Intellectual Property: Newegg Loses Patience; Apple Wins New Damages Trial; Jawbone Targets Fitbit

By Michael Bathon | July 9, 2015

Newegg Inc. has been waiting for almost two years for a Texas federal judge to make a final ruling on a patent lawsuit it lost. On Monday it stopped waiting and asked an appeals court to force the judge into action.

Newegg lost a trial over Internet encryption technologies when a jury found that it had infringed TQP Development LLC’s patent. The judge in Marshall, Texas, has yet to enter a final order on the jury’s verdict. Without an order being final Newegg can’t formally appeal the $2.3 million judgment.

“It has now been 20 months since Newegg went to trial against TQP,” the online retailer said in its petition to the Federal Circuit court of appeals.

“That is nearly two years of unnecessary and unduly burdensome business uncertainty with respect to a substantial $2.3 million liability that the district court should have extinguished long ago,” Newegg’s lawyers said in the court filing.

Following the jury’s November 2013 decision Newegg filed a motion for a judgment as a matter of law asking U.S. District Court judge Rodney Gilstrap to throw out the award.

The judge took no action on Newegg’s request, and declined to hold an oral hearing to allow the retailer to press its claims.

In June 2014 Newegg presented the judge with a ruling in a related case where TQP lost a virtually identical patent infringement lawsuit against Intuit Inc. also in the Eastern District of Texas. In ruling the Intuit judge relied on TQP’s expert witness testimony at the Newegg trial as proof that Intuit hadn’t infringed.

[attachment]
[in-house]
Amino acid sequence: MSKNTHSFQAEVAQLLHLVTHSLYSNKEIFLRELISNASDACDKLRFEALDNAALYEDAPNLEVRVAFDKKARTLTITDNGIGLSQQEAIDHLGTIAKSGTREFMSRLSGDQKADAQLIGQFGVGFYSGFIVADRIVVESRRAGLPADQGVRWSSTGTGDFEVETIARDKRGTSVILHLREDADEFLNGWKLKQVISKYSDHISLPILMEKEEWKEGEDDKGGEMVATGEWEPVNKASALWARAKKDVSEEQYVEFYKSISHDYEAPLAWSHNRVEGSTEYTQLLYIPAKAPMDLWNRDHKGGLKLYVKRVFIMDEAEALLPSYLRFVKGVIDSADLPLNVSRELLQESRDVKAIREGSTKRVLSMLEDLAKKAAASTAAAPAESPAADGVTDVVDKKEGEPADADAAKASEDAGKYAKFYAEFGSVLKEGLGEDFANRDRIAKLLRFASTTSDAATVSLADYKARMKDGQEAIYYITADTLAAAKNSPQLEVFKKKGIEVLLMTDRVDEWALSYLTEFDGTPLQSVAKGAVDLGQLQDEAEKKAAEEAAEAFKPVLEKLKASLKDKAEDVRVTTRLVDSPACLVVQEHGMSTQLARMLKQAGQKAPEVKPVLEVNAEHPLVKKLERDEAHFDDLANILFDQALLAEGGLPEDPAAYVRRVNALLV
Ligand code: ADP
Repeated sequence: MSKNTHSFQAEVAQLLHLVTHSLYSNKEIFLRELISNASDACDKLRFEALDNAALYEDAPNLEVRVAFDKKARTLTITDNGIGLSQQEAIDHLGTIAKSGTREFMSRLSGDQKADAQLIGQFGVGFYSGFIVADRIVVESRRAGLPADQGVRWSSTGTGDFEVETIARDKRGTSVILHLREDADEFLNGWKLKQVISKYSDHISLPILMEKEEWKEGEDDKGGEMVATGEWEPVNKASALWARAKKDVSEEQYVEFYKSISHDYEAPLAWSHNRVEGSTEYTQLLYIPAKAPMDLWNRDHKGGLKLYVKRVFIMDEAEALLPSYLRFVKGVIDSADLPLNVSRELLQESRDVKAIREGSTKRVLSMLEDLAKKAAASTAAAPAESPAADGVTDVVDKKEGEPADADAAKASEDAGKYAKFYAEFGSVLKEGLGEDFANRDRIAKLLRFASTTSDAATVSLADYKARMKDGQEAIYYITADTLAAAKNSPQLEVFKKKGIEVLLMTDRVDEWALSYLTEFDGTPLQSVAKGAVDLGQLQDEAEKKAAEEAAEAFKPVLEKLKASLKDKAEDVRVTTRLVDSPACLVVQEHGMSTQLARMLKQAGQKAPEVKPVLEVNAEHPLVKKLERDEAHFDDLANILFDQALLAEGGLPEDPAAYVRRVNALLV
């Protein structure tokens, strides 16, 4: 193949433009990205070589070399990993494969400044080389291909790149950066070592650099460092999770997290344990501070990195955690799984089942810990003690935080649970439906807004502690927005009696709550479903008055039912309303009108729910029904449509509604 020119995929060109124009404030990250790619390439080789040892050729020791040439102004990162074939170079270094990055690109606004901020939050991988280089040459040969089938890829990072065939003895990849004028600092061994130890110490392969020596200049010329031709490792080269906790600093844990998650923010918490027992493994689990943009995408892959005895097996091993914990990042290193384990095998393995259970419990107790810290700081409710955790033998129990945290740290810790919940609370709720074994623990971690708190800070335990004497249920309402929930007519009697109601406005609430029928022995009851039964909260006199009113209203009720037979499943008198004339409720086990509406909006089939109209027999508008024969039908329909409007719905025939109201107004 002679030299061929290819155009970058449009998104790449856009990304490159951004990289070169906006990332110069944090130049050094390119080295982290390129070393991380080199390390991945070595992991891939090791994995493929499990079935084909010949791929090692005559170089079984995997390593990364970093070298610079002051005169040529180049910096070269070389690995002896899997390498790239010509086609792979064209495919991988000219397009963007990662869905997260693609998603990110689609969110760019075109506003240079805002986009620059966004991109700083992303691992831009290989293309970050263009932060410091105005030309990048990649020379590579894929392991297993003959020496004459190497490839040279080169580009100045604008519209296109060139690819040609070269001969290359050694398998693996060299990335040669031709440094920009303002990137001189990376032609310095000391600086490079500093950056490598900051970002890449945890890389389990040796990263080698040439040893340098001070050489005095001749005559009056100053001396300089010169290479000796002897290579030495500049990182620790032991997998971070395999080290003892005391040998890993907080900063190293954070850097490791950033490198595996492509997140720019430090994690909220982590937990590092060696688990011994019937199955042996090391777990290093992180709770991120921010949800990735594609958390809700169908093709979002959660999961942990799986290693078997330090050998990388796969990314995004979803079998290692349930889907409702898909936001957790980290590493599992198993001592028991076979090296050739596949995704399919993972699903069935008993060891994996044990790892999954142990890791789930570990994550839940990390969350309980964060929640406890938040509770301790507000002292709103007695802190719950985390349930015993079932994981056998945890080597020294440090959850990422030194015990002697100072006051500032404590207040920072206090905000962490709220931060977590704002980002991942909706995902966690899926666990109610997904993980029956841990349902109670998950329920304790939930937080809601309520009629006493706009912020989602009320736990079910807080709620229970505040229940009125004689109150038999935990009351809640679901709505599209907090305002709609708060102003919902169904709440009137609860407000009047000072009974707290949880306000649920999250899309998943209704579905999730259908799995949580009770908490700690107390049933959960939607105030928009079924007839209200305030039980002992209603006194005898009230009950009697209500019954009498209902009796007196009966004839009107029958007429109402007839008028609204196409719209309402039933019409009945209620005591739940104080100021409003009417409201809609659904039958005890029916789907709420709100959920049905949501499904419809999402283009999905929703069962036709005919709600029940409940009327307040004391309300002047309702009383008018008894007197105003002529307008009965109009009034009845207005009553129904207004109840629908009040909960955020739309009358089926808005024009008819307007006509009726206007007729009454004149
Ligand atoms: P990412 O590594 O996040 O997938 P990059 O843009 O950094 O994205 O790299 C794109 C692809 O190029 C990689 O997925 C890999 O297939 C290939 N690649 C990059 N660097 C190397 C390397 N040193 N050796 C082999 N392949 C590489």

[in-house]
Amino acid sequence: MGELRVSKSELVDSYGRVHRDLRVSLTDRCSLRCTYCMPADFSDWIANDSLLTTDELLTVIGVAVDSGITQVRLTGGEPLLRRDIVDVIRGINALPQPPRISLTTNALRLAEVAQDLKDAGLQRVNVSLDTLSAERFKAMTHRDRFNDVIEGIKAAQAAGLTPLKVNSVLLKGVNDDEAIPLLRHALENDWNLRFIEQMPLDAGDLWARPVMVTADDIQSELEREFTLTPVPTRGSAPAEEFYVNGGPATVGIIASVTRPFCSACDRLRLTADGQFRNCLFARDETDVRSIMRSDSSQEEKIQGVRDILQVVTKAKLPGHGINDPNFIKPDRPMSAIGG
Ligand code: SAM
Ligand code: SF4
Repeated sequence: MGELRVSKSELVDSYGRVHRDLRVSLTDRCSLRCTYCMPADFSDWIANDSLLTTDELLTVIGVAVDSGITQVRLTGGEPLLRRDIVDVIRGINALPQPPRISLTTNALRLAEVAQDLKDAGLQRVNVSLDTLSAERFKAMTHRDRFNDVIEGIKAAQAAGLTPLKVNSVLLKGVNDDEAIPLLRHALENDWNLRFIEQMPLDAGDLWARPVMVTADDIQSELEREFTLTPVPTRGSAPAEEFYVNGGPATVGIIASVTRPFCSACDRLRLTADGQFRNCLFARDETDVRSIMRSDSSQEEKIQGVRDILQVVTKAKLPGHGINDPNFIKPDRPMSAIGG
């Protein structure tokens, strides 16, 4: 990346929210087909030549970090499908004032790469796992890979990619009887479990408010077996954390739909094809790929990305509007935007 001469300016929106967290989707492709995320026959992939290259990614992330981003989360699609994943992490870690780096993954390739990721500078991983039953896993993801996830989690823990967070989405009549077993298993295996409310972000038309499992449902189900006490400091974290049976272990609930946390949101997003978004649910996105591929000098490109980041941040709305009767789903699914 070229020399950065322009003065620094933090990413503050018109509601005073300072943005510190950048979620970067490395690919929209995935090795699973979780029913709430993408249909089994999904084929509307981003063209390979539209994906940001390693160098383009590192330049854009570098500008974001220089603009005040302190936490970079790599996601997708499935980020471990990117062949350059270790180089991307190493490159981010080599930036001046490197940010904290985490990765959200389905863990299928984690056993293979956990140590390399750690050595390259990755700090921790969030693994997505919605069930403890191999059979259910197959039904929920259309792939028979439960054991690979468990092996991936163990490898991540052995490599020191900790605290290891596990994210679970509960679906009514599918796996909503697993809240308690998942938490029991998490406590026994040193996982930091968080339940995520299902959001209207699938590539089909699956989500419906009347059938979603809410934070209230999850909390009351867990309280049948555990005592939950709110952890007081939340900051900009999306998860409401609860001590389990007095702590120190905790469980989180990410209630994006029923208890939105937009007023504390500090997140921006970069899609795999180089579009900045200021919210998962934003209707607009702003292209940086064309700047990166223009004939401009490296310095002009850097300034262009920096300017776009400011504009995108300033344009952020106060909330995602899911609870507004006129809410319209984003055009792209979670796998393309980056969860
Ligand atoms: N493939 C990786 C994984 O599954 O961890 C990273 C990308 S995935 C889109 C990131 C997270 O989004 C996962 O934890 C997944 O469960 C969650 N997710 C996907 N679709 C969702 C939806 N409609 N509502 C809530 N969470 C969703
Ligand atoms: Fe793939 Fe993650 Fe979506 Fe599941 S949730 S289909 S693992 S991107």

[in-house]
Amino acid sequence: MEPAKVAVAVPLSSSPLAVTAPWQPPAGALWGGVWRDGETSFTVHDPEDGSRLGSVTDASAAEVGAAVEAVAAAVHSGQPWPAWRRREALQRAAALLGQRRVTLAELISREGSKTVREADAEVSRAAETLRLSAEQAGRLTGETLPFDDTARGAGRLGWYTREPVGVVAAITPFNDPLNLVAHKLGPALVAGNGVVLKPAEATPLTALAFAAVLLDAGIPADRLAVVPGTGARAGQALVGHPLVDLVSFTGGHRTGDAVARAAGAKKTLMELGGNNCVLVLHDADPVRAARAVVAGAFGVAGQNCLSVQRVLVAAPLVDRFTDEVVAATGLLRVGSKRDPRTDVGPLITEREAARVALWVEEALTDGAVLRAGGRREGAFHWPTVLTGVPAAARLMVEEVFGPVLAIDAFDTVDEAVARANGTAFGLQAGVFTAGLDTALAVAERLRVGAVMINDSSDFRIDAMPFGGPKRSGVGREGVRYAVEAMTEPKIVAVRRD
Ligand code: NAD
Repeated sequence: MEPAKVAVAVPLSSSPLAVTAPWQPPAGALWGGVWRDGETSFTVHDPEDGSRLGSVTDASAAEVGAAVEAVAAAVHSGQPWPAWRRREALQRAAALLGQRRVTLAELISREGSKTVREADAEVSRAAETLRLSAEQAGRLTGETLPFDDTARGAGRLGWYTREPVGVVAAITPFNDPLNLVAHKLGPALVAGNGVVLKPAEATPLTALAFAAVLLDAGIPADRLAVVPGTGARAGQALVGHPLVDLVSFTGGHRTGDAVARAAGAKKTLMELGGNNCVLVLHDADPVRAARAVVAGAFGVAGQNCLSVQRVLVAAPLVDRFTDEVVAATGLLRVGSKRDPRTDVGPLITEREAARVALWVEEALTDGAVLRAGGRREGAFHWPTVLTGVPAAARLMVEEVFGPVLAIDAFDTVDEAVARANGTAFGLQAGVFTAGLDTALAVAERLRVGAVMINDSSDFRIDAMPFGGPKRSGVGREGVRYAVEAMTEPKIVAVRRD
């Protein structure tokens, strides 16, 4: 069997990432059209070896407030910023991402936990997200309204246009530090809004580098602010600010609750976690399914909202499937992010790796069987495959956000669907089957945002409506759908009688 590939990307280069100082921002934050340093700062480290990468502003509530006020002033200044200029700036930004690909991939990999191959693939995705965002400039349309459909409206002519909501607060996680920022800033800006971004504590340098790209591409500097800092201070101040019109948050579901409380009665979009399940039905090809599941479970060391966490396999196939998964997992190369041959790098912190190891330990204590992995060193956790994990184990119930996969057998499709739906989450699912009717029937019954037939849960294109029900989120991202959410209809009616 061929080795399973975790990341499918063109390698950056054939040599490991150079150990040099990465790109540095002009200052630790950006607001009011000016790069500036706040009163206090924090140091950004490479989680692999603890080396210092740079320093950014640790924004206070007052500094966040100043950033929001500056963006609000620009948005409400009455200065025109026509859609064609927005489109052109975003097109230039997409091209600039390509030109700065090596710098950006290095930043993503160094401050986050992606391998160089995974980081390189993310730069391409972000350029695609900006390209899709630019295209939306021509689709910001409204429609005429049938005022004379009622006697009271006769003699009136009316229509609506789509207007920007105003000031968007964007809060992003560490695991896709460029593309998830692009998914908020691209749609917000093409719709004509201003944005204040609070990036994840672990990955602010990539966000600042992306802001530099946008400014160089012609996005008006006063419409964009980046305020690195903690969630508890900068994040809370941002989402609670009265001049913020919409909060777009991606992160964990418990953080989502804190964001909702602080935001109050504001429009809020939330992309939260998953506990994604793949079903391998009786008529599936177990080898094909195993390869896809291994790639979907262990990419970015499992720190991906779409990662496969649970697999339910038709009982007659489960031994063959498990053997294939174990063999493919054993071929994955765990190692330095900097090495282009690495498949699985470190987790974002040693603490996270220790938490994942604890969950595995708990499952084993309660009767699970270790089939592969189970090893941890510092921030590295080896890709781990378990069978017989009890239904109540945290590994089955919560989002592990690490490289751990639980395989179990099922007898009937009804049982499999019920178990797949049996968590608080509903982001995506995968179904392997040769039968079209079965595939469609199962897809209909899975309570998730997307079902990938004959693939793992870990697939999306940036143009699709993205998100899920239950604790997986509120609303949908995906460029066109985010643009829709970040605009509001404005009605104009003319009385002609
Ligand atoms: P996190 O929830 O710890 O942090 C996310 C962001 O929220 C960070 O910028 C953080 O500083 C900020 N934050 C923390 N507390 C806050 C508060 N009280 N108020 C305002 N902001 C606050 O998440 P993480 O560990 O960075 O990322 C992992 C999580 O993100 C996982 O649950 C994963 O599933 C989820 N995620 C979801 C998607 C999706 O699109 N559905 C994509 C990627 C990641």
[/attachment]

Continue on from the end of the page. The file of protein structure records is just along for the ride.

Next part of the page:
The evidence “that conclusively establish that Newegg does not infringe, and especially in light of” the Intuit decision, “20 months is far, far too long to wait for a judgment to expunge the $2.3 million of liability that the jury unduly found,” Newegg argued to the appeals court.

The online retailer said being forced to keep the $2.3 million liability on its books for such a long time period has hurt its ability to hire new employees, buy small businesses, and expand its operations.

The case is In re Newegg Inc., 15-142, U.S. Court of Appeals for the Federal Circuit. The patent lawsuit is In re TQP Development LLC v. 1-800-Flowers.com Inc., 11-cv-00248, U.S. District Court, Eastern District of Texas (Marshall).

Apple Wins New Trial Over $533 Million Patent Damage Award

Apple Inc. won a new trial over $533 million damages awarded to a Texas patent owner in February over iTunes software.

A federal judge in Texas Tuesday threw out the award and ordered a new trial related only to damages to begin in September. The judge separately denied Apple’s request for a new trial on the question of whether the company infringed patent rights.

Apple and Samsung Electronics Co. are scheduled to ask an appeals court Thursday to put their respective cases on hold while the U.S. Patent and Trademark Office reviews the validity of the Smartflash LLC patents. The agency is considering whether the ideas, related to ways to control digital content, are eligible for legal protection.